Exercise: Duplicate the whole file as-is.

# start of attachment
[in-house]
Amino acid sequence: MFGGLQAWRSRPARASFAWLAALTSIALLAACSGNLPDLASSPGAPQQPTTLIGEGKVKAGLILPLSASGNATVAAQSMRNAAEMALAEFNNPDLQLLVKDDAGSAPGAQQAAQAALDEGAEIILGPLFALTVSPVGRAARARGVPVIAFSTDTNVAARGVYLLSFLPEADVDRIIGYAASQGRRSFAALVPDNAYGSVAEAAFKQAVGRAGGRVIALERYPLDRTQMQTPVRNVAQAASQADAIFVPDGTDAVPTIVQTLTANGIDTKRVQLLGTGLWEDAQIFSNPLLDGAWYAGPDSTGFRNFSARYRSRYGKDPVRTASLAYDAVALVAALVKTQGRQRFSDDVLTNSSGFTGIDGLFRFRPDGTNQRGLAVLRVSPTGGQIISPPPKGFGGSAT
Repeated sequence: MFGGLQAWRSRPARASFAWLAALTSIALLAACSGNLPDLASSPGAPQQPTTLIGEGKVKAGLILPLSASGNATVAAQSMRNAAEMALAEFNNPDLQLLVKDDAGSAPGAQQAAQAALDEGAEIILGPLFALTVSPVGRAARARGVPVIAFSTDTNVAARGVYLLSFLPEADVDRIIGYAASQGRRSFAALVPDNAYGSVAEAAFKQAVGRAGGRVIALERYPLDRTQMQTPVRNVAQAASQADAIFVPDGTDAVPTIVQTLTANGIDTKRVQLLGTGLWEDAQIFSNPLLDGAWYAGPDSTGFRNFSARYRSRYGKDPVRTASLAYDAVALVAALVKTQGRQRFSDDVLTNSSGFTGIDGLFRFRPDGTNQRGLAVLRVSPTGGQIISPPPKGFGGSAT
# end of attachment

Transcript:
[in-house]
Amino acid sequence: MFGGLQAWRSRPARASFAWLAALTSIALLAACSGNLPDLASSPGAPQQPTTLIGEGKVKAGLILPLSASGNATVAAQSMRNAAEMALAEFNNPDLQLLVKDDAGSAPGAQQAAQAALDEGAEIILGPLFALTVSPVGRAARARGVPVIAFSTDTNVAARGVYLLSFLPEADVDRIIGYAASQGRRSFAALVPDNAYGSVAEAAFKQAVGRAGGRVIALERYPLDRTQMQTPVRNVAQAASQADAIFVPDGTDAVPTIVQTLTANGIDTKRVQLLGTGLWEDAQIFSNPLLDGAWYAGPDSTGFRNFSARYRSRYGKDPVRTASLAYDAVALVAALVKTQGRQRFSDDVLTNSSGFTGIDGLFRFRPDGTNQRGLAVLRVSPTGGQIISPPPKGFGGSAT
Repeated sequence: MFGGLQAWRSRPARASFAWLAALTSIALLAACSGNLPDLASSPGAPQQPTTLIGEGKVKAGLILPLSASGNATVAAQSMRNAAEMALAEFNNPDLQLLVKDDAGSAPGAQQAAQAALDEGAEIILGPLFALTVSPVGRAARARGVPVIAFSTDTNVAARGVYLLSFLPEADVDRIIGYAASQGRRSFAALVPDNAYGSVAEAAFKQAVGRAGGRVIALERYPLDRTQMQTPVRNVAQAASQADAIFVPDGTDAVPTIVQTLTANGIDTKRVQLLGTGLWEDAQIFSNPLLDGAWYAGPDSTGFRNFSARYRSRYGKDPVRTASLAYDAVALVAALVKTQGRQRFSDDVLTNSSGFTGIDGLFRFRPDGTNQRGLAVLRVSPTGGQIISPPPKGFGGSAT